By Catherine Smibert
ROME, JAN. 13, 2005 (Zenit.org).- Last Sunday I could barely walk down my street without being caught in a sea of little people, all decked out in white and all following our parish priest.
What amazed me was the monstrance he held high above his head — and the reverence each child showed for the Blessed Sacrament contained in it.
Despite the bustle of Roman life that went on around them, they seemed resolute in making their “Giornata della Prima Communione” or First Communion Day, truly holy.
Only days earlier, some of these children had been in St. Peter’s Square, participating in Epiphany celebrations.
There, they heard the words of John Paul II when he implored the world to remember the “little victims” of the tsunami disaster and other crises.
At the core of his message was the Pontifical Society of Missionary Childhood, which marks the feast of Epiphany as its own, according to the group’s general secretary, Verbite Father Patrick Byrne.
“The Epiphany is really our celebration,” he told me. “It’s a mission celebration when we have the three Wise Men who were not Jewish, coming to see this newborn Child. So it’s symbolic of God revealing his Child to the whole world … and of course, the Child Jesus is always our model for this organization of the Holy Childhood.”
The group’s motto is “Children Helping Children” and that is what the society aims to promote.
Father Byrne explained: “Every child, whether he lives in the United States or West Africa, is part of the overall drive to make Christ known to everyone. That was the desire of Charles de Forbin-Janson, the French bishop who founded the organization in 1843.”
With a mission that works on collecting funds for the world’s children and setting up diocesan programs of prayer or catechesis, the society will face an intricate challenge in the wake of the tsunami disaster, the priest said.
“We’ll keep in touch closely with the situation, and when the dust settles it’ll be up to us to help start rebuilding schools and orphanages that we had been setting up there already but have now been washed away and destroyed.”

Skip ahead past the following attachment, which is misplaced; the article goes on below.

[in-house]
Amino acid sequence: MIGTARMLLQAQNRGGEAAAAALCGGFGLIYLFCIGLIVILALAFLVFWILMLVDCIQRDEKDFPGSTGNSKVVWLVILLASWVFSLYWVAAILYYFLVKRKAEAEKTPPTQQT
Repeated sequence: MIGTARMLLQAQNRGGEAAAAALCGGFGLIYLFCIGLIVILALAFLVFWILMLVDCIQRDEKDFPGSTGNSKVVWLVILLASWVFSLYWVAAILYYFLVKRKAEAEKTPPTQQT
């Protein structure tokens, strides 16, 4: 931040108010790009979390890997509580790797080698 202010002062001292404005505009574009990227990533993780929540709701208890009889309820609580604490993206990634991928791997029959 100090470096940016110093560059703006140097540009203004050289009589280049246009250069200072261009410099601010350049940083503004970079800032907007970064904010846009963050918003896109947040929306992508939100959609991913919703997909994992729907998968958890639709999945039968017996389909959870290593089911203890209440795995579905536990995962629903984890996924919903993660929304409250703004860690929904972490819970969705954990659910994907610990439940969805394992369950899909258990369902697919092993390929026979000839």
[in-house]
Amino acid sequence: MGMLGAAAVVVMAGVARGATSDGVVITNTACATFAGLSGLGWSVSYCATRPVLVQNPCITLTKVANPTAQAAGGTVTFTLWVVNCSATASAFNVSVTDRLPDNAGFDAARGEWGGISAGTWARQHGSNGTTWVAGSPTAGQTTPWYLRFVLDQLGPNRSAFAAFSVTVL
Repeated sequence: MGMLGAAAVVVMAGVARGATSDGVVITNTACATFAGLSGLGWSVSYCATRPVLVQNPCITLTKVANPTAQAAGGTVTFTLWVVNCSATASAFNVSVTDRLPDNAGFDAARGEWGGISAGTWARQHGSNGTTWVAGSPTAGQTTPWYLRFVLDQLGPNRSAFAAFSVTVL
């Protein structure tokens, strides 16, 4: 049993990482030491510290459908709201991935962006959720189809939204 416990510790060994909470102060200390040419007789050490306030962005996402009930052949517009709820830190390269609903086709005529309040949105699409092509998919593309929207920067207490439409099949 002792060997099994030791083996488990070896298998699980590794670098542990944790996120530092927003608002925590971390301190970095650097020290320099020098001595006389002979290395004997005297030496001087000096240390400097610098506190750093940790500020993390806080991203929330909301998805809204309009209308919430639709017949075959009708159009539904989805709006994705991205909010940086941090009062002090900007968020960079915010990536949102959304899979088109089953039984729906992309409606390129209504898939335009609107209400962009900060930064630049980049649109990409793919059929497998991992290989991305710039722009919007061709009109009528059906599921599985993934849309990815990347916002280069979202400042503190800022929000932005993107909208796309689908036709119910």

The priest emphasized how he is “getting in touch with our network of national directors in every country at the moment to ask kids to pray.”
This appeal recalls the Pope’s message to children on the 160th anniversary of this pontifical society, in 2003. “Every small missionary should be committed to reciting a Hail Mary every day for his or her distant peers,” John Paul II wrote.
One group taking up such appeals by the Pope and the Pontifical Society of Missionary Childhood is the World Apostolate of Fatima. It is encouraging all parishes and dioceses to organize events like the one I witnessed here in Rome with their children.
One board member of the U.S. branch of the group, Connie Schneider, told me how the organization is internationally arranging chances for children to pray the rosary before the Blessed Sacrament.
“As you know, Jesus said ‘Let the little children come to me and do not hinder them,’ so we want to invite the worlds children to gather before him,” she said.
Schneider ([email protected]) is part of the team co-coordinating prayer excursions for children in both their Archdiocese of St. Paul and Minneapolis, and beyond. They are about to release a communiqué presenting the proposal of shepherding children to a local chapel for a holy hour.
“Anyone can do this,” she explained, “all they need is to plan a one-hour program and, during this year, begin to bring the children before Jesus at various intervals to introduce the concept to them.
“The ultimate aim is to prepare them for a world day of prayer for children which we have scheduled for October 7 this year; the same day the Pontifical Society of Missionary Childhood has set aside for their day of prayer.”
Schneider says that we need to help children understand that the Holy Father has entrusted a mission to them.
“We purchased a 43-inch monstrance from Poland and it was quite a sight to see 3,200 children in a cathedral staring in awe and devotion,” she said. “I wish you could have been there to see their little faces as they gathered before the monstrance and said ‘Wow!’ in unison.”